I literally do not know where to begin. Perhaps I should start when I first learned about hummus. I was in high school, just beginning to eat healthily and exercise. A dietitian I was working with suggested I substitute hummus for my favorite ranch dressing. Within a few days, I had a new best friend
and eventual love interest. Every day from 11:30 to noon, my best friend and I would happily meet. What was cool about hummus is he’d let me do whatever I wanted to him (yes, in this story, I have personified hummus as a male). Hummus would let me dip vegetables into him and spread him on pita chips. He even let me lick him off my fingers.
When I went to college, hummus and I had a great relationship. I slowly worked my way through all his different flavors and disguises. I tried the roasted red pepper flavor, the pine nut pesto flavor, and the garlic lover’s flavor
which was a mistake. Clearly he liked to role play. But no matter what, I would always come back to the original flavor. For some reason, he always looked good naked.
But after I graduated, things changed. I had grown tired of hummus. I had tried all the flavors, all the dipping agents, and I had simply gotten bored. Hummus had become predictable, a one hit wonder. I knew that I didn’t want to break up with him entirely; I just knew that I needed a break.
About a year went by before I was ready to rekindle things with hummus. I thought he’d be angry, but he welcomed me with open arms. I realized that he had also gone through a bit of a transformation as well. Suddenly, he was organic. Suddenly, he was raw. And I was in heaven.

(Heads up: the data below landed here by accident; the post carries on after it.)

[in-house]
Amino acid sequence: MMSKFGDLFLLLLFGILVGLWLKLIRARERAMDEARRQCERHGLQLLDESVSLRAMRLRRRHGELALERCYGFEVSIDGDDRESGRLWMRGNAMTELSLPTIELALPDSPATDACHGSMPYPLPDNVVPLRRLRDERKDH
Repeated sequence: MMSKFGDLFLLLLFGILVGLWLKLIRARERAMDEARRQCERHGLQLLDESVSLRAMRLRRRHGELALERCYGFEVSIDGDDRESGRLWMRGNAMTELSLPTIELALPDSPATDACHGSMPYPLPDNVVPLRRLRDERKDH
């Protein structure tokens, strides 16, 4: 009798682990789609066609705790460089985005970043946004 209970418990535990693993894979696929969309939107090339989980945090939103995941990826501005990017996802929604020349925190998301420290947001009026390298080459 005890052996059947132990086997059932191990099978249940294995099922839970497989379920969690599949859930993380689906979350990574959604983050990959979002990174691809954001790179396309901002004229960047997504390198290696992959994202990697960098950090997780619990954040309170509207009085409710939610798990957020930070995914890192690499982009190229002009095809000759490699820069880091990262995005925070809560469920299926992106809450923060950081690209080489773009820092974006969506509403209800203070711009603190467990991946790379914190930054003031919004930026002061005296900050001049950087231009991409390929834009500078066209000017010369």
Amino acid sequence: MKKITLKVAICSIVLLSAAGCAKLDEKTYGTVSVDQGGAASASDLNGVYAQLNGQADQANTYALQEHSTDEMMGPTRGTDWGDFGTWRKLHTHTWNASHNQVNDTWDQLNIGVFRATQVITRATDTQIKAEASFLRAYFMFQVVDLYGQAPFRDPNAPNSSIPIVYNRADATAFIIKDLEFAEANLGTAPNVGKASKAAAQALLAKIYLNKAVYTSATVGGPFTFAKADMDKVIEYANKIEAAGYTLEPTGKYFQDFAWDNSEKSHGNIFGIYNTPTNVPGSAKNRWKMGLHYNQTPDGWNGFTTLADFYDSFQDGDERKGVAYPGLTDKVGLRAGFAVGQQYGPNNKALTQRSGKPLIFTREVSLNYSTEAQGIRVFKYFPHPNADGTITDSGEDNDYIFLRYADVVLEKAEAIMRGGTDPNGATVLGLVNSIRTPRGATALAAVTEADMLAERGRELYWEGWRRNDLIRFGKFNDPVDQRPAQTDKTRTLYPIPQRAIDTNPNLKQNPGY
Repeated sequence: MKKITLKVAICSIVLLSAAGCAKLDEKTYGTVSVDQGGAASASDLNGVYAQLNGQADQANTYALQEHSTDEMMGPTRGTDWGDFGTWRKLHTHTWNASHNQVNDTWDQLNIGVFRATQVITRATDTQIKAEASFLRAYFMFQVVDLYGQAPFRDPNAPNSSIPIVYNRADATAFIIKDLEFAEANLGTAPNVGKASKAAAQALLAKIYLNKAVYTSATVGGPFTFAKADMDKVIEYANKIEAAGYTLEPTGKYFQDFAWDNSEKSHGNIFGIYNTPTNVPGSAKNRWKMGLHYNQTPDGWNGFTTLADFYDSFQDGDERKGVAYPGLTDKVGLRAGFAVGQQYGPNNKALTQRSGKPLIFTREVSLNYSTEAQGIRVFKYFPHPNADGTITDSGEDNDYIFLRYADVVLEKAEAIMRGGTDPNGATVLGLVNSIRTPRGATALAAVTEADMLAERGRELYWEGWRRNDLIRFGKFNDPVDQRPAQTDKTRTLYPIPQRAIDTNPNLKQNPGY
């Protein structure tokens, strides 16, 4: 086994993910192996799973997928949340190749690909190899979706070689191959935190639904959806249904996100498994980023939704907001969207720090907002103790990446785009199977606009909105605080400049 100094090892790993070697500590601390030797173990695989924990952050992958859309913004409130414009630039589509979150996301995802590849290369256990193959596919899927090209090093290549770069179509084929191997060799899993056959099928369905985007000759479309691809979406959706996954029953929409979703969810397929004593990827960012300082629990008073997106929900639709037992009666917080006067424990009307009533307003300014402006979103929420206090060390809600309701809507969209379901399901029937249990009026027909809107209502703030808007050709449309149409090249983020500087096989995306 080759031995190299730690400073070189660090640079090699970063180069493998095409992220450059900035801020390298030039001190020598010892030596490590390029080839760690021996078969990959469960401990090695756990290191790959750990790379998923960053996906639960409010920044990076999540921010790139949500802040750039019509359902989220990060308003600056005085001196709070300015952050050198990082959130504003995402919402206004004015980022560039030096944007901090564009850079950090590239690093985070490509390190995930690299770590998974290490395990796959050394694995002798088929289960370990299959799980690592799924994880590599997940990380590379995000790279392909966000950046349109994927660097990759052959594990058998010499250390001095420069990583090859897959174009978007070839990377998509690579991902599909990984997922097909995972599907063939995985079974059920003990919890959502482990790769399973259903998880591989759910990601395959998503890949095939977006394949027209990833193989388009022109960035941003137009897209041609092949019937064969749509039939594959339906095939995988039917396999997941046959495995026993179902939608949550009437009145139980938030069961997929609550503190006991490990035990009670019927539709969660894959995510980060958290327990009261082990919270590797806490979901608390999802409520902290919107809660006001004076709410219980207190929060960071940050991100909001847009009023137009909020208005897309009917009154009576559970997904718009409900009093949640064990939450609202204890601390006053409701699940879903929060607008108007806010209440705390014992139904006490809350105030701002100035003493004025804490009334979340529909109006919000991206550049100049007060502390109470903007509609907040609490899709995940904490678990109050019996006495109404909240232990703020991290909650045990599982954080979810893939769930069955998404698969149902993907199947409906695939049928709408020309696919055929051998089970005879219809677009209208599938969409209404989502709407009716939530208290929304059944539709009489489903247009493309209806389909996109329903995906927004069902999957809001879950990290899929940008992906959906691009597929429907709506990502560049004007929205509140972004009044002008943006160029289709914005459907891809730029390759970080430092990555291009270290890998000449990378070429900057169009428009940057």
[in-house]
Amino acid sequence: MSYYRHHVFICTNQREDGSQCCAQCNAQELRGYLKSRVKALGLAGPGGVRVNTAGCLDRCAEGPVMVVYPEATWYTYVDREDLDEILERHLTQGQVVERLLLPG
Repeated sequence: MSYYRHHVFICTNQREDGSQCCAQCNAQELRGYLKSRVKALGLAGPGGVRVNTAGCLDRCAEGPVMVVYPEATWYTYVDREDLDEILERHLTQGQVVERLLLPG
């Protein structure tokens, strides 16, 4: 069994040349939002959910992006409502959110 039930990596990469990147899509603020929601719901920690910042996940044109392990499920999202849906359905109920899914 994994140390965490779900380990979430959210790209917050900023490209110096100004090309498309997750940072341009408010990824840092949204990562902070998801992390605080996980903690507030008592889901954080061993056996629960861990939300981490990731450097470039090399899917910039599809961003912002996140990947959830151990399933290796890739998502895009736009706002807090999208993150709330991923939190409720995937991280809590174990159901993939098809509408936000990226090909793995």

Of course, I could have told you in a few sentences that I used to love hummus, got sick of it, and now like it again. But what kind of story would that be? I love hummus and always have, I had just gotten bored with it. But thanks to today’s recipe, I’ve found a completely new twist on one of my favorite foods.
Raw hummus isn’t anything new. It’s basically hummus that’s made with sprouted chickpeas instead of cooked chickpeas. But what exactly is sprouting? It’s a technique in which legumes/grains are soaked overnight, then drained the next morning. In the following 3-4 days, the legumes are repeatedly rinsed and drained once a day. Eventually you’ll notice small sprouts starting to grow from the beans.
There are plenty of benefits to sprouting. If you’ve got a sensitive tummy like me, sprouted grains/beans could be much easier on your stomach. There’s also talk that because sprouted grains/beans are easier to digest, their nutrients are much easier to absorb. Sprouted grains and beans are by no means a cure all, but they definitely pose some health benefits compared to their cooked counterpart.
Today’s hummus recipe is super easy and delicious. Feel free to jazz it up with different ingredients and herbs like roasted red peppers, cilantro, parsley, and extra garlic. The possibilities are endless!